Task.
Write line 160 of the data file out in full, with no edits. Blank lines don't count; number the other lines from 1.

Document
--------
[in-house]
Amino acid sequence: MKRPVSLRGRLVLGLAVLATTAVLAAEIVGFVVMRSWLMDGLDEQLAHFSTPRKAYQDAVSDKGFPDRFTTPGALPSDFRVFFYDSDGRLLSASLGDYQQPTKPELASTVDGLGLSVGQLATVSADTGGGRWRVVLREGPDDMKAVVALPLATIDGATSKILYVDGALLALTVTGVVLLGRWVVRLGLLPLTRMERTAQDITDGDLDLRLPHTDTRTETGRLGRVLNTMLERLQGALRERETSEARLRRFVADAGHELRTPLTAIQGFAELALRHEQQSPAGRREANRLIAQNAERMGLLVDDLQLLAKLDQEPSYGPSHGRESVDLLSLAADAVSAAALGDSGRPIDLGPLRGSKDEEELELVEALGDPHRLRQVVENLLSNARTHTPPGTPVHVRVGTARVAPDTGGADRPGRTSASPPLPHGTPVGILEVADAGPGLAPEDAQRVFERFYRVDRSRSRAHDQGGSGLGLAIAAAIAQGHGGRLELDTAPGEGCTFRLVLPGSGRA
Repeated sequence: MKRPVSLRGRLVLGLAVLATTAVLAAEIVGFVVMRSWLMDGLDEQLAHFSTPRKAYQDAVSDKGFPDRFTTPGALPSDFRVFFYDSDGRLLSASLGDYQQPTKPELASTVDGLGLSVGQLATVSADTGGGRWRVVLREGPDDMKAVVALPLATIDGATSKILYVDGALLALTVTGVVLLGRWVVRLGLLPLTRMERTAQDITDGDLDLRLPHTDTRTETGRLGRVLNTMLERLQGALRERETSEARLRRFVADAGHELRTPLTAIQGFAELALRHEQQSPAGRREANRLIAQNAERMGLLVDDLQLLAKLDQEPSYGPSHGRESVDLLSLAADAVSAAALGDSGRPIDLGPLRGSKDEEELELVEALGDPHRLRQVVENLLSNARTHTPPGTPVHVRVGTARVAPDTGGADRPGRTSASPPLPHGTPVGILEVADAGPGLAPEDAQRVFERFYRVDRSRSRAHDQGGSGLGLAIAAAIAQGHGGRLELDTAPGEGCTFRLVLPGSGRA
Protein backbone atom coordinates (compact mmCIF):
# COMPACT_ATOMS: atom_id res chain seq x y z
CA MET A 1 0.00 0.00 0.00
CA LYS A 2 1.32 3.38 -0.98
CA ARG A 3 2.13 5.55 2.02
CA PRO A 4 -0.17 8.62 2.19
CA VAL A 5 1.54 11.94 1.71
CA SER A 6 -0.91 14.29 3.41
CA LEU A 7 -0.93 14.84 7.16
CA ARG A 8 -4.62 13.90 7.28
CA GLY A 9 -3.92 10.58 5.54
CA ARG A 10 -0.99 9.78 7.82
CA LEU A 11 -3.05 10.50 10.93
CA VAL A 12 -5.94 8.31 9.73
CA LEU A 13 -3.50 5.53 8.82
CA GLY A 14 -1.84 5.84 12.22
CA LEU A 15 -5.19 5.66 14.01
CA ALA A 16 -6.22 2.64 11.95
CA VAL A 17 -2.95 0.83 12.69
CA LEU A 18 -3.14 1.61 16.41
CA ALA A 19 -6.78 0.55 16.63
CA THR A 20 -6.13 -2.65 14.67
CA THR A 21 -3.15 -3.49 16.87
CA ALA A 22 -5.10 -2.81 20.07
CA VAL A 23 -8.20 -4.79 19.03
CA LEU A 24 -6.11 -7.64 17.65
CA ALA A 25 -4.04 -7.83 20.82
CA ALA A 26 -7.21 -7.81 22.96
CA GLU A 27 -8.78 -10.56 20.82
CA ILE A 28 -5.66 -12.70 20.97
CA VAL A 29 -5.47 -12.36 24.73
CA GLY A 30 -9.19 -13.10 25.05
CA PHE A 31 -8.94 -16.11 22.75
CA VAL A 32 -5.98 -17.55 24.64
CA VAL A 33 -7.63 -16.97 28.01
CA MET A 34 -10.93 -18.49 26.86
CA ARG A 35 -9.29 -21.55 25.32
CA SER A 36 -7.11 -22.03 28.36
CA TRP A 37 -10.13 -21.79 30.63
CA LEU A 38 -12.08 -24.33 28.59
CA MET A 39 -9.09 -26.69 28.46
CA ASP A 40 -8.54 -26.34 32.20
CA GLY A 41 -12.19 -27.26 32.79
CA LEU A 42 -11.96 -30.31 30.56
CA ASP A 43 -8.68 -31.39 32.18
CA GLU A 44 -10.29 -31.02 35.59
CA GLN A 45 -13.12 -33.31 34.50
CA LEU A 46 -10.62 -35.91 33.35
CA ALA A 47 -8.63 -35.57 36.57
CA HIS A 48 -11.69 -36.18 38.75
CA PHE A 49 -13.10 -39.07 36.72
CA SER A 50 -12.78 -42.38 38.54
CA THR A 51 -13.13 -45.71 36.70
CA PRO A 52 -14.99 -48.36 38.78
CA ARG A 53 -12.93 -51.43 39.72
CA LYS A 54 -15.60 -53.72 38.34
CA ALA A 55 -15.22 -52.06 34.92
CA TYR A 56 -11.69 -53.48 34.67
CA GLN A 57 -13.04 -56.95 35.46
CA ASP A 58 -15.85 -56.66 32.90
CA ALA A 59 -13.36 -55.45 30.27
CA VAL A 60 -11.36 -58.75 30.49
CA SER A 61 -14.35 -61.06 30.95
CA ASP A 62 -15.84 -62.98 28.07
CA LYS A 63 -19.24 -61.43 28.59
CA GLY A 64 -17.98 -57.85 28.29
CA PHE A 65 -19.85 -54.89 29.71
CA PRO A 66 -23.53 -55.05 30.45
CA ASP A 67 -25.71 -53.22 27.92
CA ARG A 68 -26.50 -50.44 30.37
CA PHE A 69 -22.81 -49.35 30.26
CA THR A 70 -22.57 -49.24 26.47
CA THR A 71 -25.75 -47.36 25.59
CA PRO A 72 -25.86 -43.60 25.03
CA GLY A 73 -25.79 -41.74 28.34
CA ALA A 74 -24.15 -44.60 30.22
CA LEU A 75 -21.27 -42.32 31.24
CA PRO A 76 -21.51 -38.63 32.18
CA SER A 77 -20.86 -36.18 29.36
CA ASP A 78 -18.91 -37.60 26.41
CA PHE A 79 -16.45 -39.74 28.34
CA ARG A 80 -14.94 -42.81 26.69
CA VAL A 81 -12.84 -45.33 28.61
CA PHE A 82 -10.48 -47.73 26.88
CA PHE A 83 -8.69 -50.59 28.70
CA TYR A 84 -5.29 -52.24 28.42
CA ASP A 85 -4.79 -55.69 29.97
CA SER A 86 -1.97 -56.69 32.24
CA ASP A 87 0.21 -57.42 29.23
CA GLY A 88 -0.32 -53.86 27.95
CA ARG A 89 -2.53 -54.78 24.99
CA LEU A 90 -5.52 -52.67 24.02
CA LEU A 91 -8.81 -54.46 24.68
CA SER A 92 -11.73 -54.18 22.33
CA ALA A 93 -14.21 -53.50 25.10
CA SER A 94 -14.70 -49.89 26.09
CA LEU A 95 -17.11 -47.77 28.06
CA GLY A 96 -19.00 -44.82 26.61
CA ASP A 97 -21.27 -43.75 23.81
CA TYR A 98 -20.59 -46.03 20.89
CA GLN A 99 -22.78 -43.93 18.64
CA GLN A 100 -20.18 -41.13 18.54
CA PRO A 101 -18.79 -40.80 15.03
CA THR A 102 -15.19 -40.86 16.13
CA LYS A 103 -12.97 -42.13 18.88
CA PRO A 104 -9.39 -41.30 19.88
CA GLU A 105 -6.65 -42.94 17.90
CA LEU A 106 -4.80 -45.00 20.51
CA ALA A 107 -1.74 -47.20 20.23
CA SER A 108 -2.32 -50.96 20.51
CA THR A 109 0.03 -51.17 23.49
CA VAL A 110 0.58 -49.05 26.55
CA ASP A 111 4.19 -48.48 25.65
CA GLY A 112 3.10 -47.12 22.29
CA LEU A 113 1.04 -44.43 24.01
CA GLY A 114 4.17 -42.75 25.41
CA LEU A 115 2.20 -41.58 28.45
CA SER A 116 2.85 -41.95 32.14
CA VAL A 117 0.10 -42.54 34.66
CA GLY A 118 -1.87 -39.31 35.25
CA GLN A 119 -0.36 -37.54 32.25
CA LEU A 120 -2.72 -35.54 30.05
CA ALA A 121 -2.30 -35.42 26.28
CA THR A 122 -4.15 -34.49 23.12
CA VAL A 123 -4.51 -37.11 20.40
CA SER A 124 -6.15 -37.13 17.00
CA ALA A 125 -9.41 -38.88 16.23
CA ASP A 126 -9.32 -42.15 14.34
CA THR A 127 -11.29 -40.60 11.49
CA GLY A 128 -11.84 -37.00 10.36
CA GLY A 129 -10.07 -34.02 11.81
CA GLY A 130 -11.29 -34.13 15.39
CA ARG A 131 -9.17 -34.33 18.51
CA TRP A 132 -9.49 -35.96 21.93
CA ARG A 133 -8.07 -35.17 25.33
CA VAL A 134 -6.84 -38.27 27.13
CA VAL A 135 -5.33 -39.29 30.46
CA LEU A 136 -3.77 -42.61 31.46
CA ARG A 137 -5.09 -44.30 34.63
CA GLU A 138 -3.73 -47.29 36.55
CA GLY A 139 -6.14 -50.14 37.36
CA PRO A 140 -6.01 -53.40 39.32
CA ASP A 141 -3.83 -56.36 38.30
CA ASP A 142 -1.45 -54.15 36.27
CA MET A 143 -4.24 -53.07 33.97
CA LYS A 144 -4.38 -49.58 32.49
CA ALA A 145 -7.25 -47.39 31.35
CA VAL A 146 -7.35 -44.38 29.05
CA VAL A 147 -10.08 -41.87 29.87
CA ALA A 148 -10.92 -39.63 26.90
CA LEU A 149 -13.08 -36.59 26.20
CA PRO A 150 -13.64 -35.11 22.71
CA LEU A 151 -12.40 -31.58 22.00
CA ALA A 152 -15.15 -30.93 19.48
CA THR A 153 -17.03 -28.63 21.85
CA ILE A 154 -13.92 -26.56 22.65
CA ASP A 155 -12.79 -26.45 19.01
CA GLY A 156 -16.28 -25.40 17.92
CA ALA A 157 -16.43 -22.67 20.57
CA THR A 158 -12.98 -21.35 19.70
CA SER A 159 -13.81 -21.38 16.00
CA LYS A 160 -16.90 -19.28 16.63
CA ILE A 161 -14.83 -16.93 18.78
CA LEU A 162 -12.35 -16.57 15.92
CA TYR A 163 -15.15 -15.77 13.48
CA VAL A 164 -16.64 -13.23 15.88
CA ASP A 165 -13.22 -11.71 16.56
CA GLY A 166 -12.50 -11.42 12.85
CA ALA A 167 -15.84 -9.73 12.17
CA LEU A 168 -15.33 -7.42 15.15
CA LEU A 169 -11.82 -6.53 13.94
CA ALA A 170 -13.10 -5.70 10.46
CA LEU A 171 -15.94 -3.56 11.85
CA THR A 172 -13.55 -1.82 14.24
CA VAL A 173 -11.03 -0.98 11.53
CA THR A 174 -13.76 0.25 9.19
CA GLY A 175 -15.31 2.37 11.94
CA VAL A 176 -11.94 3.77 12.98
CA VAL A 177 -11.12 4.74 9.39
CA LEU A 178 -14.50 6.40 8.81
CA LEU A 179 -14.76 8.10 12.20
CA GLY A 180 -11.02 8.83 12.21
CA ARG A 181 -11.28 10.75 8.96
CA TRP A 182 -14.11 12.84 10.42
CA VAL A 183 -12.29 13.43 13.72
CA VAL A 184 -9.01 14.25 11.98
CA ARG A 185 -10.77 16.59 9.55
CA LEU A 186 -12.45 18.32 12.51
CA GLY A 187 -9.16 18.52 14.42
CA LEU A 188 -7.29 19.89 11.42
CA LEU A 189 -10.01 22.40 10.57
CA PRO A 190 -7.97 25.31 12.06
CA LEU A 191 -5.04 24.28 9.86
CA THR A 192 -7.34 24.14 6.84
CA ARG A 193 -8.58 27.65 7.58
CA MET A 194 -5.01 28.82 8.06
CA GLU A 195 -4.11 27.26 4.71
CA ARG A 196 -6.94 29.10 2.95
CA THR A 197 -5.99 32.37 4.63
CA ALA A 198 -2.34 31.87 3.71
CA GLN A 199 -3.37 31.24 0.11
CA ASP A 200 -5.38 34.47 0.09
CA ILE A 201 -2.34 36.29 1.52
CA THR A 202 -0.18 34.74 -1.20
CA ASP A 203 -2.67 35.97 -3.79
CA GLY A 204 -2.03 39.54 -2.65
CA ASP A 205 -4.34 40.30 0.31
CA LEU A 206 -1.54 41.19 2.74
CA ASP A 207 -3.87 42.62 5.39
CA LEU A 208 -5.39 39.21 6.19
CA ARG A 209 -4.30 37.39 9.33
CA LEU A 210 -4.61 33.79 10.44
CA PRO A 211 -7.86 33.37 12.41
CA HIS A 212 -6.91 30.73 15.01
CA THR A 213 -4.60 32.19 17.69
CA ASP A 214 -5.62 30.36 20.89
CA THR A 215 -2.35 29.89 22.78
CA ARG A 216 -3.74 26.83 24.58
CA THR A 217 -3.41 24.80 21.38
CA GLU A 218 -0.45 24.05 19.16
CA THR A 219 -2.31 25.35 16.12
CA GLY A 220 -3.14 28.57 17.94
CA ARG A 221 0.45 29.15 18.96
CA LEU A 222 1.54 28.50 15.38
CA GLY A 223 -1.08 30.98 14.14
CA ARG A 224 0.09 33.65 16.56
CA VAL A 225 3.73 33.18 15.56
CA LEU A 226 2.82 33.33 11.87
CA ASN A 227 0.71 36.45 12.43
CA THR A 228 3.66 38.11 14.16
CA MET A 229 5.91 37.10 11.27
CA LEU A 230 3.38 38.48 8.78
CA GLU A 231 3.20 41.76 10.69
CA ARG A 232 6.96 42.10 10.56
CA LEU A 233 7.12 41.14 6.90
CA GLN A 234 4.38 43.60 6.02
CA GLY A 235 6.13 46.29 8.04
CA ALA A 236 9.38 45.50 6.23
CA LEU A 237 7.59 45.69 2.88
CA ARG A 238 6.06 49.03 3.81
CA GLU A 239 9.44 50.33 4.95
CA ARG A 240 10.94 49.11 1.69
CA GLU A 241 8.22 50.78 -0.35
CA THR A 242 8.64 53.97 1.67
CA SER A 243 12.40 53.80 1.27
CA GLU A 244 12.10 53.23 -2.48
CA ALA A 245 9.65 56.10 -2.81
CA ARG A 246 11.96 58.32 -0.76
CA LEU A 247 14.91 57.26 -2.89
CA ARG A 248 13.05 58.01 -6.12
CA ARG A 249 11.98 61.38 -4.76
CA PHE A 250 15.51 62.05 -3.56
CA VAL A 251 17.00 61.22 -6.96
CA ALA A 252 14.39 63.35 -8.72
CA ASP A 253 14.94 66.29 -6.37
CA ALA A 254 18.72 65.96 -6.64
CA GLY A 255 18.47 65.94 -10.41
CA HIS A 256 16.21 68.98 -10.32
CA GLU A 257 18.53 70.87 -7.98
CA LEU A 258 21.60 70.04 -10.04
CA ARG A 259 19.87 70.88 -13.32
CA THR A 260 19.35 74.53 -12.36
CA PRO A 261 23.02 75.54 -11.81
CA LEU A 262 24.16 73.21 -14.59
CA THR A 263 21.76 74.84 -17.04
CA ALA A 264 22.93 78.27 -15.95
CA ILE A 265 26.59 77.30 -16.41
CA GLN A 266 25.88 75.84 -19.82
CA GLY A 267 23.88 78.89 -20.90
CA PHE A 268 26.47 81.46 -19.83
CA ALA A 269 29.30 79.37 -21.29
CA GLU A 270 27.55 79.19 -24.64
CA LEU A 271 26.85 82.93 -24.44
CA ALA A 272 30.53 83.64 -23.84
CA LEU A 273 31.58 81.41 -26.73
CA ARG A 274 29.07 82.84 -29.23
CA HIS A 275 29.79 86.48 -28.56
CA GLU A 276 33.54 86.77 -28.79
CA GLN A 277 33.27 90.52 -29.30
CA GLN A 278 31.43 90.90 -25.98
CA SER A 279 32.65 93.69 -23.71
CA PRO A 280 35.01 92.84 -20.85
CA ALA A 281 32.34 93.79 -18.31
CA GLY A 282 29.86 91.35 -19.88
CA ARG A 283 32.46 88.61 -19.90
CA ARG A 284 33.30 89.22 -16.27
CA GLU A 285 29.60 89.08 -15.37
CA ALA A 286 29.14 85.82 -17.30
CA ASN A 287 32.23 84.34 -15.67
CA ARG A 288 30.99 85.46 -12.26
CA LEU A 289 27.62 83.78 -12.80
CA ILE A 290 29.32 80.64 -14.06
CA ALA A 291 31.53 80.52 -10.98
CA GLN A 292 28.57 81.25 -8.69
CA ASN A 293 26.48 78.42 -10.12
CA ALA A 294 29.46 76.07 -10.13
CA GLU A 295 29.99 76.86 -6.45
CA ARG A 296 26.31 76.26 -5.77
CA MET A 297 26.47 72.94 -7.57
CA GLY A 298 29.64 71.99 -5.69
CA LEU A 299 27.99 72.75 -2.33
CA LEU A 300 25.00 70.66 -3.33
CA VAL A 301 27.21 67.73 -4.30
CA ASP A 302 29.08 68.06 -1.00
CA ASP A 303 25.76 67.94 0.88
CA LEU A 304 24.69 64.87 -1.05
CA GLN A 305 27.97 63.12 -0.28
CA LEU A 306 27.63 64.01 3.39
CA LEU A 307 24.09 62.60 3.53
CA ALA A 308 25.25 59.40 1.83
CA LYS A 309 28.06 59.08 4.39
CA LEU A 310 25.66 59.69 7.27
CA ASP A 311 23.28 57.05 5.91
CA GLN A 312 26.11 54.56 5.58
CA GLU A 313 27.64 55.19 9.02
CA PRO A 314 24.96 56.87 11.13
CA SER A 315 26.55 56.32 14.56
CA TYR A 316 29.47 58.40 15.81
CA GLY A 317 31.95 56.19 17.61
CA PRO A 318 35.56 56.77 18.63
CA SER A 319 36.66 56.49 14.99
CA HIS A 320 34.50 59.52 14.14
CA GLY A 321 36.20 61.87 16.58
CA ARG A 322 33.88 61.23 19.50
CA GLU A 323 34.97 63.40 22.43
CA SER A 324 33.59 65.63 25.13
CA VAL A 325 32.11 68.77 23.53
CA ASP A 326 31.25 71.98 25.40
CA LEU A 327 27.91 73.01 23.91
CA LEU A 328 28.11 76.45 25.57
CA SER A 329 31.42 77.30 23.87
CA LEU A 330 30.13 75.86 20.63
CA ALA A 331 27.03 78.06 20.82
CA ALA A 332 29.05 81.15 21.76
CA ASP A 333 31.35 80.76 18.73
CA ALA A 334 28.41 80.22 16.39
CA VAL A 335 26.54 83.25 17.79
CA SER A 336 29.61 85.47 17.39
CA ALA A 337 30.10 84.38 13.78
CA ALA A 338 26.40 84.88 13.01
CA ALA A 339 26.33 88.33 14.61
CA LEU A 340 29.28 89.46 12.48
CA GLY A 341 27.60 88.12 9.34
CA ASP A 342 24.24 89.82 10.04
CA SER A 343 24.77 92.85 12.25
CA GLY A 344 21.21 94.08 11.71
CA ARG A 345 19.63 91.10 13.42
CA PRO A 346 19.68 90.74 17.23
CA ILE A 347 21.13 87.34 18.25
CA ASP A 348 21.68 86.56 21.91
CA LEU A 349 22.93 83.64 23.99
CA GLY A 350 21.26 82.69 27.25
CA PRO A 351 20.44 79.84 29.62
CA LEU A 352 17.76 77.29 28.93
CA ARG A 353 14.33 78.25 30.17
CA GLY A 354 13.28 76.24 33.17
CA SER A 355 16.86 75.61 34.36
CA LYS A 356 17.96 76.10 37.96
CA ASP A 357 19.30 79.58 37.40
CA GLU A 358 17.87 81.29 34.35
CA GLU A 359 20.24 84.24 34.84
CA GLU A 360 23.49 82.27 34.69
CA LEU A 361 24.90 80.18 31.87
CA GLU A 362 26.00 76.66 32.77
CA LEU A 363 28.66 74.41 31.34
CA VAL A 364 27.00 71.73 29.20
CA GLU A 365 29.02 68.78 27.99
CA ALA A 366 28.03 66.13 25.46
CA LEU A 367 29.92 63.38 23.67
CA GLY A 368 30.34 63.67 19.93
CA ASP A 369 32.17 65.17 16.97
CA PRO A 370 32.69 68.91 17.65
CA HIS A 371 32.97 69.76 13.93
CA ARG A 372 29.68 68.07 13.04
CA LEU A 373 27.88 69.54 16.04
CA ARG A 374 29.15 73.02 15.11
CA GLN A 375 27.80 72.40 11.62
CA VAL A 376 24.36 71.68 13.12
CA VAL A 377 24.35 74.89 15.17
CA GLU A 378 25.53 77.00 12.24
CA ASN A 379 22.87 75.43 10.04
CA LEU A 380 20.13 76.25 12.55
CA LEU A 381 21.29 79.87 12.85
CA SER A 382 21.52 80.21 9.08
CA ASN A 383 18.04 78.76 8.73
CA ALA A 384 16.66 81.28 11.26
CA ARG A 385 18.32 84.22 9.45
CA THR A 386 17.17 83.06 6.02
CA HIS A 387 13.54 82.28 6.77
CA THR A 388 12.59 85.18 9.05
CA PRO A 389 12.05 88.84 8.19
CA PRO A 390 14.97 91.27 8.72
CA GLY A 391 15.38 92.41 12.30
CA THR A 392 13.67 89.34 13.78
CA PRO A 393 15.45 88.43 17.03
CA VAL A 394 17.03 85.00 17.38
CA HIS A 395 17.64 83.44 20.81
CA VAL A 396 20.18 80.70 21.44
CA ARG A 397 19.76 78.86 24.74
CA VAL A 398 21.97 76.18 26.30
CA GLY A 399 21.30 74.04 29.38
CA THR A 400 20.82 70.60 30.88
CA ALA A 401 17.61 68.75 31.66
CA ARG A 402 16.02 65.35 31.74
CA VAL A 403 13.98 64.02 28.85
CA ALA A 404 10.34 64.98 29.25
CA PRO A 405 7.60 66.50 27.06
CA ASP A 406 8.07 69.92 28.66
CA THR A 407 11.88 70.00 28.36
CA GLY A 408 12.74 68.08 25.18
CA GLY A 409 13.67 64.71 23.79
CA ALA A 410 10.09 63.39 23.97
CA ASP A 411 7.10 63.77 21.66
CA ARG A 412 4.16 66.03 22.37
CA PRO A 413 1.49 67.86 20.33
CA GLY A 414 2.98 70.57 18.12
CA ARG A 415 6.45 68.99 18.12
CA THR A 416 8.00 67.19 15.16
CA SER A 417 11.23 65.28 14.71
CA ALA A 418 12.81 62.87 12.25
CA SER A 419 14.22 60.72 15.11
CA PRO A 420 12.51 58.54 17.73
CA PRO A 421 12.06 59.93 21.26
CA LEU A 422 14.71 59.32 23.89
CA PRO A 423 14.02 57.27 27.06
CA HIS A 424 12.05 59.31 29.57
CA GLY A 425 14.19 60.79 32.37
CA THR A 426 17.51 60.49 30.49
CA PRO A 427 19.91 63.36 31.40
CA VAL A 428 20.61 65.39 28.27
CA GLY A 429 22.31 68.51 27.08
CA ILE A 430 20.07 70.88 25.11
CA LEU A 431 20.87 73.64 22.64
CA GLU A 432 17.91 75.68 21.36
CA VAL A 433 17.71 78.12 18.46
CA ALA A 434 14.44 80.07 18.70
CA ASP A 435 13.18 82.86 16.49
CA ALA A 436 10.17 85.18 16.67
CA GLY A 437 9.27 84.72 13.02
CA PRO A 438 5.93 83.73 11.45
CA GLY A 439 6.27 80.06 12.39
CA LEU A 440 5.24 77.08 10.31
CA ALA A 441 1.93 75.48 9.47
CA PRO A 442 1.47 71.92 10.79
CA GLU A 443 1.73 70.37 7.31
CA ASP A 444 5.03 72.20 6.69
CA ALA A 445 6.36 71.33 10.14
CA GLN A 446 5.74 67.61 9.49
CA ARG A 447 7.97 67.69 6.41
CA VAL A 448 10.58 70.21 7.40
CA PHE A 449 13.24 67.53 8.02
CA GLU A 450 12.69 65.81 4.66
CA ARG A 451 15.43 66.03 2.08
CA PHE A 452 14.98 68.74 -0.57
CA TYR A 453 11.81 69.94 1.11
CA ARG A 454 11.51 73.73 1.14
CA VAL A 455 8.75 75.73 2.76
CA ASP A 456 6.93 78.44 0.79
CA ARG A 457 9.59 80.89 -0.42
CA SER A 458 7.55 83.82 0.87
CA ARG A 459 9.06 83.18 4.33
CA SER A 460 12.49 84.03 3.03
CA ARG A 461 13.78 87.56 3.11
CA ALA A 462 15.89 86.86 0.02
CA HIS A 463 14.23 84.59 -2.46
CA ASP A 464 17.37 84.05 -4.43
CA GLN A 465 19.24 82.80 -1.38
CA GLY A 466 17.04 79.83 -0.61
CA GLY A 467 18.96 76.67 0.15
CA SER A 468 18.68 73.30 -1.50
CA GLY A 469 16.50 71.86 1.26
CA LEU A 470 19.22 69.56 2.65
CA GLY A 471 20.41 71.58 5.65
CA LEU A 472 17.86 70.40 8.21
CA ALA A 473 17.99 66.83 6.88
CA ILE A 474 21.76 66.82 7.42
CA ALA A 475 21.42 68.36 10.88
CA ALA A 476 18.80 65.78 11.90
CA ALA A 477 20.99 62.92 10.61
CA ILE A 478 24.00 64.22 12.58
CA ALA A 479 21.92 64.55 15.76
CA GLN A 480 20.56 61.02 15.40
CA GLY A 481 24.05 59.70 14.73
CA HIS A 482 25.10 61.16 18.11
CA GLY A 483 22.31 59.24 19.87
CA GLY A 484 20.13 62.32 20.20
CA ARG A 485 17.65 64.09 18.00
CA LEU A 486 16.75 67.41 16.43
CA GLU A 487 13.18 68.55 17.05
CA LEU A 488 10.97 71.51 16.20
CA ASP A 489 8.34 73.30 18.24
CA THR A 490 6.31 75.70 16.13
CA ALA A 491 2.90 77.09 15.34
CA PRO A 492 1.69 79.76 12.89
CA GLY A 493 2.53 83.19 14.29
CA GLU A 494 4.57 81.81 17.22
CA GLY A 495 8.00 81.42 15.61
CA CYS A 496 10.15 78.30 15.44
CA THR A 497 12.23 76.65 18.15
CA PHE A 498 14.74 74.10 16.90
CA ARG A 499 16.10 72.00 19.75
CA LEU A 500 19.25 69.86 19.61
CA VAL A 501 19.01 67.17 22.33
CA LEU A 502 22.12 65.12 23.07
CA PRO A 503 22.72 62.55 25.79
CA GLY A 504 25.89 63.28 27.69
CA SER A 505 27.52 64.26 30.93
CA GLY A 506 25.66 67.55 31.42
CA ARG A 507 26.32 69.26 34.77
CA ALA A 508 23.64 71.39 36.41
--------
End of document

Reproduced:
CA ASP A 155 -12.79 -26.45 19.01